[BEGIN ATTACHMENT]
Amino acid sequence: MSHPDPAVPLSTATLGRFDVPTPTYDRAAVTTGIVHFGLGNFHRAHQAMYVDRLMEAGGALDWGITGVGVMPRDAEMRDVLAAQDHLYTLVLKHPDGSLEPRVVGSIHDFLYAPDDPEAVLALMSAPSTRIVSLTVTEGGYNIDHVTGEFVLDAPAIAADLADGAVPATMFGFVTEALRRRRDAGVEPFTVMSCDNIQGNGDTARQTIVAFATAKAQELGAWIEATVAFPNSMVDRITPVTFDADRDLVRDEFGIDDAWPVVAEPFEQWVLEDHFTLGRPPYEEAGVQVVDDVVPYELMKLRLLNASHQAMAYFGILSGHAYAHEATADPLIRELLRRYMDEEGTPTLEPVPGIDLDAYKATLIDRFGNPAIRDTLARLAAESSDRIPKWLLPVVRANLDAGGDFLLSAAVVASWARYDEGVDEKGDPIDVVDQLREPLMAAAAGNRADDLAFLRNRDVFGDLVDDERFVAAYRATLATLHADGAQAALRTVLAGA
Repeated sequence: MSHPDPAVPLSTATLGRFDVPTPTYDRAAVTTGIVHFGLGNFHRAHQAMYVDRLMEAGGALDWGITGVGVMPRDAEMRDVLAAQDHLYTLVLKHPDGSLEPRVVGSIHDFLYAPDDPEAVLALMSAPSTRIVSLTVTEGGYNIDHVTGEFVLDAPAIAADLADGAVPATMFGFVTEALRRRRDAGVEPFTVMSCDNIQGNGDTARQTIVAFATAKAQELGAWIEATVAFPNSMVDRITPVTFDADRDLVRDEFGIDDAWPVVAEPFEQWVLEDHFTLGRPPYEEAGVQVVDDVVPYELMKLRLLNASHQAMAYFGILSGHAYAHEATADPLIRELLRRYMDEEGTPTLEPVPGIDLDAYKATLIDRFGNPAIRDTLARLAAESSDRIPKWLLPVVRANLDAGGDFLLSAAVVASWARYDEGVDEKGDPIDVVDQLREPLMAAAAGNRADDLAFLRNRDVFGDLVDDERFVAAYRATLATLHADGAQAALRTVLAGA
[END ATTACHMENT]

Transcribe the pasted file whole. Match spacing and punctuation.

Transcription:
Amino acid sequence: MSHPDPAVPLSTATLGRFDVPTPTYDRAAVTTGIVHFGLGNFHRAHQAMYVDRLMEAGGALDWGITGVGVMPRDAEMRDVLAAQDHLYTLVLKHPDGSLEPRVVGSIHDFLYAPDDPEAVLALMSAPSTRIVSLTVTEGGYNIDHVTGEFVLDAPAIAADLADGAVPATMFGFVTEALRRRRDAGVEPFTVMSCDNIQGNGDTARQTIVAFATAKAQELGAWIEATVAFPNSMVDRITPVTFDADRDLVRDEFGIDDAWPVVAEPFEQWVLEDHFTLGRPPYEEAGVQVVDDVVPYELMKLRLLNASHQAMAYFGILSGHAYAHEATADPLIRELLRRYMDEEGTPTLEPVPGIDLDAYKATLIDRFGNPAIRDTLARLAAESSDRIPKWLLPVVRANLDAGGDFLLSAAVVASWARYDEGVDEKGDPIDVVDQLREPLMAAAAGNRADDLAFLRNRDVFGDLVDDERFVAAYRATLATLHADGAQAALRTVLAGA
Repeated sequence: MSHPDPAVPLSTATLGRFDVPTPTYDRAAVTTGIVHFGLGNFHRAHQAMYVDRLMEAGGALDWGITGVGVMPRDAEMRDVLAAQDHLYTLVLKHPDGSLEPRVVGSIHDFLYAPDDPEAVLALMSAPSTRIVSLTVTEGGYNIDHVTGEFVLDAPAIAADLADGAVPATMFGFVTEALRRRRDAGVEPFTVMSCDNIQGNGDTARQTIVAFATAKAQELGAWIEATVAFPNSMVDRITPVTFDADRDLVRDEFGIDDAWPVVAEPFEQWVLEDHFTLGRPPYEEAGVQVVDDVVPYELMKLRLLNASHQAMAYFGILSGHAYAHEATADPLIRELLRRYMDEEGTPTLEPVPGIDLDAYKATLIDRFGNPAIRDTLARLAAESSDRIPKWLLPVVRANLDAGGDFLLSAAVVASWARYDEGVDEKGDPIDVVDQLREPLMAAAAGNRADDLAFLRNRDVFGDLVDDERFVAAYRATLATLHADGAQAALRTVLAGA